Beef from the United States was a big attraction at the Country Gold Music Festival in Kumamoto, Japan Oct. 15, as the Texas Beef Council (TBC) sponsored a country-themed booth to reintroduce Japanese consumers to the product.
The promotion was coordinated by the U.S. Meat Export Federation (USMEF), and helped support the organization's “We Care” campaign, which is working to reassure Japanese consumers of the safety and wholesomeness of U.S. beef.
More than 20,000 Japanese consumers attended the music festival and had the opportunity to enjoy U.S. beef at a Texas Roadhouse Restaurant-themed booth, complete with barbecue pit, chuck wagon and Texas-style decorations. The booth proved to be one of the most popular sites at the event – and demonstrated that U.S. beef is still popular with many Japanese, according to Greg Hanes, USMEF Japan director.
“Most of the people were excited to have American beef again,” said Hanes. “They admitted they had forgotten how good it is. Several said American beef at Country Gold was the best.”
Originally scheduled to begin selling meals at 10 a.m., staff opened the booth at 9:30 a.m. due to the line of people wanting to purchase the food. The meal consisted of boneless U.S. rib eye roll rubbed with special spices from Texas, baked beans and bread. There was a steady stream of customers throughout the day, Hanes said, with nearly 700 servings sold.
Hanes said one consumer, who tried U.S. beef for the first time, said it was “very tasty and will buy American beef from now on.”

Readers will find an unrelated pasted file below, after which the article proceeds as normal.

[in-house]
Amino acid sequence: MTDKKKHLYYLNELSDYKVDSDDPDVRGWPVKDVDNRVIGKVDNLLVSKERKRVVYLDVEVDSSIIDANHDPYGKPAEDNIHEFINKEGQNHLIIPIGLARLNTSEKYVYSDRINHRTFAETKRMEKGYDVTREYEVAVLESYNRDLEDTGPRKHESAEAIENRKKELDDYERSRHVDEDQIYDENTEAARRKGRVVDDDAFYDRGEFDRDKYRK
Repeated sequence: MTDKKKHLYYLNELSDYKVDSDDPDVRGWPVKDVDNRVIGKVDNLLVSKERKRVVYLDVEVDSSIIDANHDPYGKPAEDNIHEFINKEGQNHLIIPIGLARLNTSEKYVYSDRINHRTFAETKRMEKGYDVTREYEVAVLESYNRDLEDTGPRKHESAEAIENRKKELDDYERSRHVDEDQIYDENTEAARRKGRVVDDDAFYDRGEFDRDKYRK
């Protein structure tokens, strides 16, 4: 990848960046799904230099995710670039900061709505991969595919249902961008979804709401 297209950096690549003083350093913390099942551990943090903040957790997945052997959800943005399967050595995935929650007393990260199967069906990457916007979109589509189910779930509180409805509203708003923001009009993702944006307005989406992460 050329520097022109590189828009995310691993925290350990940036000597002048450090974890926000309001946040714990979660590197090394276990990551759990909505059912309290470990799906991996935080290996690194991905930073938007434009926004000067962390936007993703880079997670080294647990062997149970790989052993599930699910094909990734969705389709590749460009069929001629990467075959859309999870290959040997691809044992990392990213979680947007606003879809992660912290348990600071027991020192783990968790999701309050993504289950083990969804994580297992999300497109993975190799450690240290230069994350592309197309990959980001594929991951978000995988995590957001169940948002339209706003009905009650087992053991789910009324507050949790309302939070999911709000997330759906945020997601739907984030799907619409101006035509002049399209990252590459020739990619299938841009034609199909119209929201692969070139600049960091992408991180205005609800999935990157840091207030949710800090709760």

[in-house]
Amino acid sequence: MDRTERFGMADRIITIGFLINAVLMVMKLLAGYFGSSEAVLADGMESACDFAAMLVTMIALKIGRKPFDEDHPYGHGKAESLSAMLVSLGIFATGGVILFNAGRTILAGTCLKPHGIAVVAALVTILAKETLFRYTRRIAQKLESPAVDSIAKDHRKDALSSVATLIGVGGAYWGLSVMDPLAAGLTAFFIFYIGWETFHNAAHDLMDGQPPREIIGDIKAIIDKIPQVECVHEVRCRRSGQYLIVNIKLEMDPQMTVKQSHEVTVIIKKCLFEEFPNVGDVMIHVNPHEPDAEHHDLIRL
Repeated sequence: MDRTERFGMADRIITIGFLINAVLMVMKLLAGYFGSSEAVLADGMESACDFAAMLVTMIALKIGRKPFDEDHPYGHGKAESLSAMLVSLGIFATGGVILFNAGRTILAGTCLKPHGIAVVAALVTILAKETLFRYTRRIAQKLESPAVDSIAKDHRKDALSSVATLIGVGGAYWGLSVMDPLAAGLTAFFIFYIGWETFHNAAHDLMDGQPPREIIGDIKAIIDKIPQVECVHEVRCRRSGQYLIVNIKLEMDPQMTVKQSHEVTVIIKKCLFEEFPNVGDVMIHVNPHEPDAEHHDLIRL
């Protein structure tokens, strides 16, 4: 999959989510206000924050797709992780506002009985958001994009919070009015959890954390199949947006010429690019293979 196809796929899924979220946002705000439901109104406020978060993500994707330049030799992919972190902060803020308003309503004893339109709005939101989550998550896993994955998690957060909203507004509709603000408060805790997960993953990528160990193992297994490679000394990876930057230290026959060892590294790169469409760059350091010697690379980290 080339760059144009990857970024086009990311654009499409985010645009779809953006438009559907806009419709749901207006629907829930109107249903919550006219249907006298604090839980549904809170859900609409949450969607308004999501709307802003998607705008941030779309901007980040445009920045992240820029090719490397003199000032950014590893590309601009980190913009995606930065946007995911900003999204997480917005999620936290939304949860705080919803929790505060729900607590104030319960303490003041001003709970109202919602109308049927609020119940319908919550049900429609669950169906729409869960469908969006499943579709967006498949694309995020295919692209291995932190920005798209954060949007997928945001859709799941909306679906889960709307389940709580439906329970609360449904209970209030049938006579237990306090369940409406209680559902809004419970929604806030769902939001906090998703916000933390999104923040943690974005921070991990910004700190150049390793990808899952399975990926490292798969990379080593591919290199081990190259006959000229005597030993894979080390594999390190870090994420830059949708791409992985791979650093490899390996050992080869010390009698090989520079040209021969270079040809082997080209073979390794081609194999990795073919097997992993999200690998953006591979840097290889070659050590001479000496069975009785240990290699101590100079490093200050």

Richard Wortham, TBC executive vice president, said this kind of program is one key to success in a market that has great potential for U.S. beef producers. “The industry knows the importance of the Japanese market,” he said. “Being able to participate in this event is a win-win situation for U.S. cattlemen and Japanese consumers.”
Wortham was part of a team that attended the Country Gold Music Festival in the early 1990s, and said the grills and smoker used for this year's event were ones supplied by TBC that had been used at that time. He added that it's crucial to stand together as U.S. producers in assuring the Japanese people of the value of U.S. beef.
“The TBC has supported USMEF efforts for more than 18 years, and through sponsorship of these types of events we're able to show the Japanese consumers that we are committed to providing a safe and wholesome beef product,” said Wortham.
The U.S. beef booth had seating for about 80 people and also featured computers that allowed children and their parents to play U.S. beef-related games, as well as a ring toss and live horses on which the children could sit.
All proceeds from the TBC-USMEF beef booth will go to the Make-A-Wish Foundation, reinforcing USMEF “We care” efforts to show the U.S. commitment to being good citizens and friends of Japan.
Among the other objectives of the “We Care” campaign is to create positive attitudes and positive peer pressure, encouraging Japanese consumers to purchase U.S. beef. In addition to barbecues, it includes newspaper ads, a Web site, a U.S. beef industry virtual tour and media events.
The multi-faceted “We Care” campaign also contains an element directed at the Japanese retail and foodservice trades. It is intended to convince buyers that the product is safe and there is little chance for problems, there is consumer demand and, therefore, an opportunity for profit. The strategy is supported by buyer teams, a “beef caravan” that visits Japanese cities, a trade version of the virtual tour, a book that takes a closer look at approved U.S. packers, retail and hotel/restaurant promotions and point-of-sale materials.
The Country Gold Music Festival is the largest outdoor concert in Japan. It attracts consumers who enjoy Western U.S. country culture, including Western wear and country music.
The U.S. Meat Export Federation is the trade association responsible for developing international markets for the U.S. red meat industry and is funded by USDA, exporting companies, and the beef, pork, lamb, corn, sorghum and soybean checkoff programs.